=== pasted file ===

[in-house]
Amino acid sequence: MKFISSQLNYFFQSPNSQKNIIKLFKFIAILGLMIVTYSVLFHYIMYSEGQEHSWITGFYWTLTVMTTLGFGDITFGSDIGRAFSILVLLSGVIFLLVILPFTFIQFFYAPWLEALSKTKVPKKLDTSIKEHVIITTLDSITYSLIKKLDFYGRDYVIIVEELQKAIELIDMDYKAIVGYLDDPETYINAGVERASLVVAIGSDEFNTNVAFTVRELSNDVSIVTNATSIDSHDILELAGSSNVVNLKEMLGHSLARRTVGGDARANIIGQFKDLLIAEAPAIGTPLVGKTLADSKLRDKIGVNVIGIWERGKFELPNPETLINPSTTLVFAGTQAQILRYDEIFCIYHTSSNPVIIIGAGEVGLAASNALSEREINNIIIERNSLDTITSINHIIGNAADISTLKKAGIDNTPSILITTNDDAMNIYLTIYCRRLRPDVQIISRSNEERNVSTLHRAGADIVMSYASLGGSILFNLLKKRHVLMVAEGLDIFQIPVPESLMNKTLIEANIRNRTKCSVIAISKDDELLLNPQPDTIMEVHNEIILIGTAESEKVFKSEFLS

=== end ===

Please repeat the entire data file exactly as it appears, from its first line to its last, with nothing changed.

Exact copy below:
[in-house]
Amino acid sequence: MKFISSQLNYFFQSPNSQKNIIKLFKFIAILGLMIVTYSVLFHYIMYSEGQEHSWITGFYWTLTVMTTLGFGDITFGSDIGRAFSILVLLSGVIFLLVILPFTFIQFFYAPWLEALSKTKVPKKLDTSIKEHVIITTLDSITYSLIKKLDFYGRDYVIIVEELQKAIELIDMDYKAIVGYLDDPETYINAGVERASLVVAIGSDEFNTNVAFTVRELSNDVSIVTNATSIDSHDILELAGSSNVVNLKEMLGHSLARRTVGGDARANIIGQFKDLLIAEAPAIGTPLVGKTLADSKLRDKIGVNVIGIWERGKFELPNPETLINPSTTLVFAGTQAQILRYDEIFCIYHTSSNPVIIIGAGEVGLAASNALSEREINNIIIERNSLDTITSINHIIGNAADISTLKKAGIDNTPSILITTNDDAMNIYLTIYCRRLRPDVQIISRSNEERNVSTLHRAGADIVMSYASLGGSILFNLLKKRHVLMVAEGLDIFQIPVPESLMNKTLIEANIRNRTKCSVIAISKDDELLLNPQPDTIMEVHNEIILIGTAESEKVFKSEFLS